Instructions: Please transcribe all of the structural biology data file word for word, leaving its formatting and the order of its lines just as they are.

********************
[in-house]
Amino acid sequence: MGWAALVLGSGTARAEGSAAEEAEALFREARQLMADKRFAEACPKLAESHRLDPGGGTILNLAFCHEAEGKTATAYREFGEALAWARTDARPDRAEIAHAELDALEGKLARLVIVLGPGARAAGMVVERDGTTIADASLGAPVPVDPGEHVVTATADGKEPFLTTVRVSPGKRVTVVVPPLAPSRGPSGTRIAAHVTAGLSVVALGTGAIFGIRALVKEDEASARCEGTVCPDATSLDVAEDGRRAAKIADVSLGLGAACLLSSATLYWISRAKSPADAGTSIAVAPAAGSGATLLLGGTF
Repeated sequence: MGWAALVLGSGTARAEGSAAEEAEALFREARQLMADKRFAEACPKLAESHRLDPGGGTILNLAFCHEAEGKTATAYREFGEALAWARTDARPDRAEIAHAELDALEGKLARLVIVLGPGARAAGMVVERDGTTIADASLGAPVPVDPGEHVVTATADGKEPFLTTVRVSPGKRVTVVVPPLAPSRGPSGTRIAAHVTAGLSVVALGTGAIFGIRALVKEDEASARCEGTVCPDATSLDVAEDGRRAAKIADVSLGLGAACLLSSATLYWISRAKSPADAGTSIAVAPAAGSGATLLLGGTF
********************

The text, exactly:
[in-house]
Amino acid sequence: MGWAALVLGSGTARAEGSAAEEAEALFREARQLMADKRFAEACPKLAESHRLDPGGGTILNLAFCHEAEGKTATAYREFGEALAWARTDARPDRAEIAHAELDALEGKLARLVIVLGPGARAAGMVVERDGTTIADASLGAPVPVDPGEHVVTATADGKEPFLTTVRVSPGKRVTVVVPPLAPSRGPSGTRIAAHVTAGLSVVALGTGAIFGIRALVKEDEASARCEGTVCPDATSLDVAEDGRRAAKIADVSLGLGAACLLSSATLYWISRAKSPADAGTSIAVAPAAGSGATLLLGGTF
Repeated sequence: MGWAALVLGSGTARAEGSAAEEAEALFREARQLMADKRFAEACPKLAESHRLDPGGGTILNLAFCHEAEGKTATAYREFGEALAWARTDARPDRAEIAHAELDALEGKLARLVIVLGPGARAAGMVVERDGTTIADASLGAPVPVDPGEHVVTATADGKEPFLTTVRVSPGKRVTVVVPPLAPSRGPSGTRIAAHVTAGLSVVALGTGAIFGIRALVKEDEASARCEGTVCPDATSLDVAEDGRRAAKIADVSLGLGAACLLSSATLYWISRAKSPADAGTSIAVAPAAGSGATLLLGGTF